A New Model For Sustainable Agriculture: Local Co-ops

Image: bayarearanchers.com

By Razi Beresin-Scher, ODP Contributing Writer

Last summer, 16 Bay Area ranchers joined forces to form the Bay Area Ranchers Co-op. BAR-C, a start-up hoping to challenge the unsustainable and monopolistic corporate meatpacking industry.  Six global companies control the bulk of the global meat industry, and the lack of facilities forced ranchers in the Bay Area to drive as far as 200 miles several times a  month to harvest their livestock. The long, hot drives stress the animals, and the co-op members estimate that their drives released a collective 19.6 tons of carbon dioxide in just eight months. BAR-C’s innovative idea is to collectively run a mobile processing facility and bring it to the farmers, who bypass unsanitary meatpacking plants, and can sell a higher quality product locally.  

Why this matters: Changing the food industry in the U.S. will be a key to tackling the climate challenge. Beef cattle produce about 3.7 percent of the United State’s total greenhouse gas emissions, and that counts their emissions from birth to slaughter, most of which come from belches. Reducing consumption is one way to cut emissions, but the industry needs to be creative to find other solutions — like this one. Moreover, the meatpacking industry needs to change and this model could provide the competition needed to bring that about. 

COVID-19 Exacerbates the Problems of Unsustainable Meatpacking Plants

Recently, COVID-19 outbreaks have infected thousands of workers, leading to plant-closures that have reduced slaughter capacity by 10% for beef and 25% for pork. The highly concentrated nature of the industrial meat industry is badly suited for pandemic conditions; in fact, a single plant closure in South Dakota impacted 5% of the entire country’s pork supply. Without access to slaughterhouses, ranchers have been forced to euthanize millions of animals. The pandemic response plans drawn up by the nation’s meatpackers focused largely on animal health, disregarding the safety of their human workers. This negligence has led to the deaths of over 200 meat plant workers in California alone, with 42,000 infected with the virus.  Co-ops such as BAR-C are uniquely suited to counter the challenges posed by the COVID-19 pandemic. American meat plants are largely staffed by immigrants, refugees, and Black Americans who are subject to these unsafe conditions and low pay.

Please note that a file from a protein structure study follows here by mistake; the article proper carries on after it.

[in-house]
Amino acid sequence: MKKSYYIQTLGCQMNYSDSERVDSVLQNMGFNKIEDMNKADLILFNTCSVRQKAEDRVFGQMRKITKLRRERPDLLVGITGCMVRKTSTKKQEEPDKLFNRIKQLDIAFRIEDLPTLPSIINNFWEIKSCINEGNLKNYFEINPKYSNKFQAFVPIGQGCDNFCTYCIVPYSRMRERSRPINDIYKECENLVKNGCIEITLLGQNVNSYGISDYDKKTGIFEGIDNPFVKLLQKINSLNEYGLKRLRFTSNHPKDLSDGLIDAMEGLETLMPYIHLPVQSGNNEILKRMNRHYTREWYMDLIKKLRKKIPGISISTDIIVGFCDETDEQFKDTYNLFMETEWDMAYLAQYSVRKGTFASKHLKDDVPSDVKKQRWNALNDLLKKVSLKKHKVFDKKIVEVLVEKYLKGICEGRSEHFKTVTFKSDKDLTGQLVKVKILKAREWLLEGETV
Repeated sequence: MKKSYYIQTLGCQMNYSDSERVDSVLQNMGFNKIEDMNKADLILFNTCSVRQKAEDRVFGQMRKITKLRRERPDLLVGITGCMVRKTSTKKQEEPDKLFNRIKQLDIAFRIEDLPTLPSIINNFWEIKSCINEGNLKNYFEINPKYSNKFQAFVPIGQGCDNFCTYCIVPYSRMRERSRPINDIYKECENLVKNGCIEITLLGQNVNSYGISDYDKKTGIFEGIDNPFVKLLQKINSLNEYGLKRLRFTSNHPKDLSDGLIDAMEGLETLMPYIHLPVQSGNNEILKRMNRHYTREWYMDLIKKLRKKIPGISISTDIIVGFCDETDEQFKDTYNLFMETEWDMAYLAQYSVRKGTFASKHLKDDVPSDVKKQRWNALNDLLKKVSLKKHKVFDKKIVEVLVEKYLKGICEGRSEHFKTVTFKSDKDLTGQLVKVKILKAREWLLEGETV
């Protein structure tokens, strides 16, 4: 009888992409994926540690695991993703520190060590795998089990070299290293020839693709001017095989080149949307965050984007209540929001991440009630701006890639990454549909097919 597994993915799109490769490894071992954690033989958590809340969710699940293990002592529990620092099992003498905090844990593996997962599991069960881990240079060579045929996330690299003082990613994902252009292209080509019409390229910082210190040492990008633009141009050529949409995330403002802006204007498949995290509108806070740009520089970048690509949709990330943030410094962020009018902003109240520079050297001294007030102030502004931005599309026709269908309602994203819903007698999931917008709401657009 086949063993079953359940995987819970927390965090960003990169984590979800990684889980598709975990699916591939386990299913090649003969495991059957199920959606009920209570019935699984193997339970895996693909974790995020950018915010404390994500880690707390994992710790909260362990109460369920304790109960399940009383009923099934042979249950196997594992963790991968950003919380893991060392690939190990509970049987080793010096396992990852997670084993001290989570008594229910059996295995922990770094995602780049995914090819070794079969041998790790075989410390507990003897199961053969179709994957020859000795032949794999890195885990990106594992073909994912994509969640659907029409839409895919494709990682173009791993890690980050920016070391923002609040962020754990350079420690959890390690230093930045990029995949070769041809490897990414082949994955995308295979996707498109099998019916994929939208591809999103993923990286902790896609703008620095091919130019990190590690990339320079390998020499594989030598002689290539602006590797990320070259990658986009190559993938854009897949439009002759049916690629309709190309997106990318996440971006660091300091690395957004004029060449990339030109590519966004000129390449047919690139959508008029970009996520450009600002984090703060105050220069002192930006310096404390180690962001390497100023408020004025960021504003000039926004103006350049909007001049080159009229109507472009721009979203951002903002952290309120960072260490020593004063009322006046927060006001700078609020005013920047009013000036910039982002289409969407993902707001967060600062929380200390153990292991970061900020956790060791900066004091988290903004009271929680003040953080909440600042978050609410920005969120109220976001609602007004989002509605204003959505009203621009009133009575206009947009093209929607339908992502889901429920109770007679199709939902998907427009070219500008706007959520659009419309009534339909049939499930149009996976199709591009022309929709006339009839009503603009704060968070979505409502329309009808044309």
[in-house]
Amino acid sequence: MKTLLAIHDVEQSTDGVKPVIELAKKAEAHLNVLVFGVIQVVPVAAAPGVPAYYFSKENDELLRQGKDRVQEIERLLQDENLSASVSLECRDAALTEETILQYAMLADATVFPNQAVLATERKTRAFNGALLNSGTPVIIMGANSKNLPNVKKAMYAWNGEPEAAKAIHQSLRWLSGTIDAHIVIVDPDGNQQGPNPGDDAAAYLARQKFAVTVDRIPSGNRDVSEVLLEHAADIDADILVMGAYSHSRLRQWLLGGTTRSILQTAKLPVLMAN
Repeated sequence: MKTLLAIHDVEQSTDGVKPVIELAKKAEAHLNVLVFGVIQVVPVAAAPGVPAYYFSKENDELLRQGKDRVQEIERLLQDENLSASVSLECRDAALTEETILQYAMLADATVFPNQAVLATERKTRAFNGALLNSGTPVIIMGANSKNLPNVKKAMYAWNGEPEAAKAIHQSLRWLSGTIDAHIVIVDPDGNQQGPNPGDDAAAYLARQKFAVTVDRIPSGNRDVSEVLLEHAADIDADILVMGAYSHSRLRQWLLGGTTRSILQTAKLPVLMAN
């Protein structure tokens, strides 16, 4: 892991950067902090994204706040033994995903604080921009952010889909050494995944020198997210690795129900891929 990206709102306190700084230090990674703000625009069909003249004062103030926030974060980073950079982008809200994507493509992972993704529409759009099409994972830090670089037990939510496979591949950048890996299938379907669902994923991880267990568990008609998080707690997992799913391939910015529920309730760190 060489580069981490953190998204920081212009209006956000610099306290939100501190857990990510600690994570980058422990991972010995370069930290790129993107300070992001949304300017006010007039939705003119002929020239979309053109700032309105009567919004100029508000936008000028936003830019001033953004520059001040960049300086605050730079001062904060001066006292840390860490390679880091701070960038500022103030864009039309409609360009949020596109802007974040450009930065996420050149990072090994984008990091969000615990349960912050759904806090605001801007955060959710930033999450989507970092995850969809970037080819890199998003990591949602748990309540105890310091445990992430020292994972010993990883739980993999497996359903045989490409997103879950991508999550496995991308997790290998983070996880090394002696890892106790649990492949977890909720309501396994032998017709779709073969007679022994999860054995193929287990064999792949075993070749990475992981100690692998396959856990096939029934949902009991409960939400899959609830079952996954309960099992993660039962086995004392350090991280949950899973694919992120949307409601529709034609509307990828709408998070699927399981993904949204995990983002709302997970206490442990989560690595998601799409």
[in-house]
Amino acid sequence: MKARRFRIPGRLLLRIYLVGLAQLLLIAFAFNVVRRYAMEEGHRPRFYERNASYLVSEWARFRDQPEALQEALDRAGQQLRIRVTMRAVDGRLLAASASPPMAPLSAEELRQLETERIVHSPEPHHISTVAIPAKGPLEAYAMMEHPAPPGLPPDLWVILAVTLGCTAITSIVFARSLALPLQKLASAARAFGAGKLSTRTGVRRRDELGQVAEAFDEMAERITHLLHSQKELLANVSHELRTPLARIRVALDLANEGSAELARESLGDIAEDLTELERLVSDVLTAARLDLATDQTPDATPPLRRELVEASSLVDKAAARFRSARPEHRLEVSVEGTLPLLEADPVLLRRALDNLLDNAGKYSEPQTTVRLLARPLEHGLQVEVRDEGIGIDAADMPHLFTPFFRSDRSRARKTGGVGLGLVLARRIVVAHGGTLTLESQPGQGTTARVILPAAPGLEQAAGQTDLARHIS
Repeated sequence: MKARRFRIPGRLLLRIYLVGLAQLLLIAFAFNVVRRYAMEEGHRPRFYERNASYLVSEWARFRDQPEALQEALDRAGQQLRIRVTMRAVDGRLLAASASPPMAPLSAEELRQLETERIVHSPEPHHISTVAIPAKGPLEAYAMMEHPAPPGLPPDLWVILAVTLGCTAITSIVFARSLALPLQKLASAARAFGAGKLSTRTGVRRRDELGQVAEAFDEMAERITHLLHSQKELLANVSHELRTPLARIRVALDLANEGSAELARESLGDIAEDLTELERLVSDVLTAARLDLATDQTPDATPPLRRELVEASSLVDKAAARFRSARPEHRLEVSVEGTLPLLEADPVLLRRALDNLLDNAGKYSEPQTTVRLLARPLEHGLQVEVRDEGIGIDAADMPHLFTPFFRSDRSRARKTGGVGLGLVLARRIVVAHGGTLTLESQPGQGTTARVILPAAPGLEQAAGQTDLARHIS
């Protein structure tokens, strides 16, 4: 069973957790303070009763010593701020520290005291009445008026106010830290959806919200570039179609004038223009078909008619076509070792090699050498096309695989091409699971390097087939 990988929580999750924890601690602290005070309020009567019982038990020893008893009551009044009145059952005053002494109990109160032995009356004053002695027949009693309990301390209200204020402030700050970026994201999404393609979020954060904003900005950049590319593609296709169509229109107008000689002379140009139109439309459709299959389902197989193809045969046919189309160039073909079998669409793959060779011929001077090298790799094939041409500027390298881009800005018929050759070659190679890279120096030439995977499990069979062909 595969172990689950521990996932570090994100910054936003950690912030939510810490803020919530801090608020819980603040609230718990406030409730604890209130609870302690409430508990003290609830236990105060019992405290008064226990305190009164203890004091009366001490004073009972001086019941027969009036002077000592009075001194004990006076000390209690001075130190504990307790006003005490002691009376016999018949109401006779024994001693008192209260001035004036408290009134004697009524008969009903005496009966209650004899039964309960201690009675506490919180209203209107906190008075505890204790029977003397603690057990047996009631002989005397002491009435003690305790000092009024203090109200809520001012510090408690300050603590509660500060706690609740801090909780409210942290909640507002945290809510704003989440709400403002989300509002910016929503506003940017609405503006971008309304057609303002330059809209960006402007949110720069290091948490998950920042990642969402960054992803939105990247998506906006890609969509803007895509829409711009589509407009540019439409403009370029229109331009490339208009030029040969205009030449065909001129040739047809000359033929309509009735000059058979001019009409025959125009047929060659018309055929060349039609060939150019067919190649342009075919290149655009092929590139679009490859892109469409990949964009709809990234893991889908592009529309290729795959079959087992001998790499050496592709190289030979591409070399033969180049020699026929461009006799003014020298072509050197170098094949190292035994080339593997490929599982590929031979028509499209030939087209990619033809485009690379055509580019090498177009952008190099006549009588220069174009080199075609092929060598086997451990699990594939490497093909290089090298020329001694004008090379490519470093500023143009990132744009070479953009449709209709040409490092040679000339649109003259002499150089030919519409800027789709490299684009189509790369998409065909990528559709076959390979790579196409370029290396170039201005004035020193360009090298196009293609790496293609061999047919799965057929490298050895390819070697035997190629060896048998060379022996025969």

A Promising Alternative That Makes Business Sense

The global meat complex is especially non-competitive. Ranchers depend on increasingly inaccessible meat plants to harvest their products. However, the popularity of the cooperative models allow agricultural workers to pool their skills, knowledge, and resources. These shared investments reduce financial risk and provide independent agricultural workers with more support. Now, BAR-C will allow 80 ranchers in the Bay Area to process their animals on their own ranches without having to drive them to crowded and unsanitary industrial meatpacking plants. The Washington Post reports that the “slaughter mobile” used by BAR-C is catching on across the country, and is “filling a desperate need in a burgeoning movement to bring people closer to their food.” 

 

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